On Tuesday, the seniors on the women's lacrosse team refused to let their senior day end in defeat. On their final game on Bello Field, senior captain attacker Gabby Horner and her classmate, midfielder Eliza Halmo, combined for six second-half and overtime goals to come back from a three goal deficit to beat Bates, 11-9, in overtime.

  • envirotalk

    Harvard professor discusses environmental regulations

        Rohini Pande, the Mohammed Kamal Professor of Public Policy at the Harvard Kennedy School, spoke yesterday to Tufts students and faculty about the process of developing environmental regulations when states lack the capacity and knowledge to create them independently.

  • got

    TV Review | 'Game of Thrones' returns with drama, surprises

        "Game of Thrones" is one of the most popular and critically acclaimed shows on television — and for a good reason. The show has the ability to blend fantasy with political drama and intrigue, managing to maintain and develop a large, confusing cast while making relatable, memorable characters.

  • mutual

    Concert Review | Mutual Benefit sticks to gorgeous, stripped-down set

                    Mutual Benefit's sound is quixotic. The indie outfit, created by bandleader Jordan Lee, is adventurous and daring, two attributes which their music — a unique mix of folk, atmospheric pop, experimental nu-wave and Americana — reflects.

  • Theater Preview | Torn Ticket II blends familiar characters, new talent in 'You're a Good Man, Charl

        "You're a Good Man, Charlie Brown," one of the productions being produced this semester by Torn Ticket II, Tufts' musical theater student group, will open Thursday evening in Dewick-MacPhie Dining Hall. Created by Clark Gesner and first performed in 1967, the show uses musical numbers and comedy to tell a story about the beloved "Peanuts" (1950-2000) characters Charlie Brown (freshman Paxton Crystal), Linus (junior Marcus Hunter) and Lucy (freshman Lizzie Boston).

  • Men's Track | Stallman scores first collegiate victory in pole vault

        On Saturday, the men's track and field team competed in the George Davis Invitational at UMass Lowell, an unscored meet featuring New England schools from all three divisions.     The presence of NESCAC teams such as Conn.

  • Cause Dinner donations benefit after-school programs in Middle East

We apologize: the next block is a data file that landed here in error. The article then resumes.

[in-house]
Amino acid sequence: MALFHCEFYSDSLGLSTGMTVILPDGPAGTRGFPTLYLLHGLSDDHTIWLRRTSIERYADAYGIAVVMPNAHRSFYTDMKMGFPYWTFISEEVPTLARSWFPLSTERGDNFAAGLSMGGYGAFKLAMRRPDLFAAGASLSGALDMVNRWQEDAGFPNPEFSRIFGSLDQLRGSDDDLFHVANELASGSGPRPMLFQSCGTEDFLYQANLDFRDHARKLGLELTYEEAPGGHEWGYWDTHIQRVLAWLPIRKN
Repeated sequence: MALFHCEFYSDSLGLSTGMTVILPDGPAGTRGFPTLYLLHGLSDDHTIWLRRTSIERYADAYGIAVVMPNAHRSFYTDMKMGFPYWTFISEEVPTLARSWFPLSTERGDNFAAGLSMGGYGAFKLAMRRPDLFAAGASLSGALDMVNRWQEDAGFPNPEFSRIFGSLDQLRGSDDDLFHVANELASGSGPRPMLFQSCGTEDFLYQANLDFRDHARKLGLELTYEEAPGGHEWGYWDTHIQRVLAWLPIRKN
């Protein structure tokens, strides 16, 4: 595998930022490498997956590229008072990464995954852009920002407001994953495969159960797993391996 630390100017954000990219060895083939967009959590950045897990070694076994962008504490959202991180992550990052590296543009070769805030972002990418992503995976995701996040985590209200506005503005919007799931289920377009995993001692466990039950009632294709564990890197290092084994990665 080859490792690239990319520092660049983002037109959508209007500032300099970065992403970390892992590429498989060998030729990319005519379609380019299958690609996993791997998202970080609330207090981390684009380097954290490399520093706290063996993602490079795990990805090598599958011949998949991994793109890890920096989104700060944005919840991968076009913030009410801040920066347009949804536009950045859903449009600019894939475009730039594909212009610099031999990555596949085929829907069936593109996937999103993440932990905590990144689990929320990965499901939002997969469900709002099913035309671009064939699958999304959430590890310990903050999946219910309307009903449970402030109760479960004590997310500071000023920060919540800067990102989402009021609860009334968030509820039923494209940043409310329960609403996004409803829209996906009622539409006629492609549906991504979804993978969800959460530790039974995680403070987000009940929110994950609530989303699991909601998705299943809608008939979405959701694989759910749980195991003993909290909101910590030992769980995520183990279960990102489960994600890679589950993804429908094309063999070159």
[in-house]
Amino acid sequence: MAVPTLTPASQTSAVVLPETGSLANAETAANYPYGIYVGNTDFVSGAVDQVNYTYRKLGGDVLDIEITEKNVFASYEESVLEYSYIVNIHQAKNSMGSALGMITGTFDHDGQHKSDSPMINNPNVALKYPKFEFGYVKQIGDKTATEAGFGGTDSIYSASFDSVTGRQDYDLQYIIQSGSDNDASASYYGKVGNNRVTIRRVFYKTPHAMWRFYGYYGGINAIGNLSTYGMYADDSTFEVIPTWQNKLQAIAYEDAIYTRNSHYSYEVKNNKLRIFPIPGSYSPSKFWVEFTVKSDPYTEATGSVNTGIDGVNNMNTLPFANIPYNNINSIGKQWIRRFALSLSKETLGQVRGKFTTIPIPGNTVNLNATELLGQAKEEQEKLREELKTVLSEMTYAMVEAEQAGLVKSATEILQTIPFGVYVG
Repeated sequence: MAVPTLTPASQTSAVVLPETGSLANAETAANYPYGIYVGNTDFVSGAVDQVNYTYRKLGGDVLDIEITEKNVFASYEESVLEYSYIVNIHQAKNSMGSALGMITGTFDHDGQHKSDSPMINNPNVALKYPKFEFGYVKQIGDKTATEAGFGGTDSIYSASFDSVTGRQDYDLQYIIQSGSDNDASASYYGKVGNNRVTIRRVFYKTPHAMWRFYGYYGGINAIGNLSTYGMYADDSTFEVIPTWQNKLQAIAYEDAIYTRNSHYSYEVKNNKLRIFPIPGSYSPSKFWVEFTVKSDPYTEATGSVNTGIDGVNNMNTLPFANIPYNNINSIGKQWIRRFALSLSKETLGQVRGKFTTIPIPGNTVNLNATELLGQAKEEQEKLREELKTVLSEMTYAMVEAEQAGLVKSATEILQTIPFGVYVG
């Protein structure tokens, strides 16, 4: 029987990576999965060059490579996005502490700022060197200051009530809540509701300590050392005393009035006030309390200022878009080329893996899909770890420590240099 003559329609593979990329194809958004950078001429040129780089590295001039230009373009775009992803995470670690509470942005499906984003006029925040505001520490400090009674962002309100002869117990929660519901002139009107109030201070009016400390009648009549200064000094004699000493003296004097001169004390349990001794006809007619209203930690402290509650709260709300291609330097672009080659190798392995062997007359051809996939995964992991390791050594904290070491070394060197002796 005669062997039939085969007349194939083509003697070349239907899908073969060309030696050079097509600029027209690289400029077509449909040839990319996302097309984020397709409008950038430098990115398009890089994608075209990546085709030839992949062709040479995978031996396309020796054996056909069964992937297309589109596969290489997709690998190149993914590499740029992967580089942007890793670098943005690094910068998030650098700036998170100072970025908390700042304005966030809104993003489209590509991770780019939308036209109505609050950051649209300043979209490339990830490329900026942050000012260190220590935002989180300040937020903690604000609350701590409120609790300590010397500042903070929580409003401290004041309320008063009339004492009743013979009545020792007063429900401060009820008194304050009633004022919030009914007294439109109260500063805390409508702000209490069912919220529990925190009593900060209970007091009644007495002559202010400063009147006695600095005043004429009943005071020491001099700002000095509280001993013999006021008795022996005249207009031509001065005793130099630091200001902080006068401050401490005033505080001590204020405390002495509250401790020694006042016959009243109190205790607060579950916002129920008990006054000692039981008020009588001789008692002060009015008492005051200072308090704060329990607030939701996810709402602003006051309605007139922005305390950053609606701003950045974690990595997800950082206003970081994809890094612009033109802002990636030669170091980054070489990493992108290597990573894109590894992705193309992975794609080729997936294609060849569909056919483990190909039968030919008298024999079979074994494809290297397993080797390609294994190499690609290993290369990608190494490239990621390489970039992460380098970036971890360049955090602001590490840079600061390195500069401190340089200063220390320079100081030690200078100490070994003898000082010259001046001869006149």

This semester's Cause Dinner, held last Tuesday in Carmichael and Dewick-MacPhie Dining Halls, raised funds to benefit the Palestinian Association for Children's Encouragement of Sport (PACES). The Cause Dinner is hosted twice annually by Dining Services in conjunction with the Tufts Community Union (TCU) Senate, which selects a charity initiative from a pool of undergraduate applicants.

  • Restaurant Review | Mexican restaurant provides simple, unexpected menu

    Near the end of Elm Street, on the very edge of Porter Square, a bright orange and green storefront announces the local Mexican restaurant, Aguacate Verde. The small eatery is instantly inviting — the door remains propped open in mild weather, allowing the sizzling sounds and enticing flavors emanating from the tiny kitchen to greet visitors as they approach.

  • Aggravated assault on Capen St.

    According to an April 14 safety alert from TUPD, a non-Tufts affiliated male was the victim of an aggravated assault on the corner of Capen and Winthrop Streets, near the bottom of the steps that lead from Wren Hall toward Boston Avenue.

  • Women's Tennis | Williams halts Tufts' winning streak at four

    Women's tennis played two NESCAC teams this past week, finding itself on the opposite ends of two lopsided final scores. Riding their longest winning streak of the season, the Jumbos attained their fourth straight win, beating Wesleyan on the road 9-0 this past Wednesday.

  • Men's Tennis | Jumbos split weekend matches, fall to 3-4

    The men's tennis team took on two conference rivals this past week at home, facing off against Conn. College on Thursday and Bowdoin on Saturday. Despite easily dispatching the Camels 8-1 earlier in the week, the No. 28-ranked Jumbos were unable to upset the No.

  • Rebecca Hutchinson | What's Poppin'

    Lessons from Buzzfeed

    Nothing is better for self-discovery than an Internet quiz. After all, if you don't know what "Full House" (1987-1995) character you are, or which Eminem songs best describe you or which famous butt you should have, do you really know yourself at all? Luckily, some super-genius Internet tycoon realized how much our generation desperately needed to know these things and more, and Buzzfeed was born.

  • Jordan Bean | Sacked

    Embracing Inequality

    All people are created equal, but all leagues and teams are not. Over the evolution of professional sports, certain teams have shown the extent to which they are willing to outspend the competition. Others outsmart the field — they don't have the resources of the rich.

  • Baseball | Tufts wins two of three against Trinity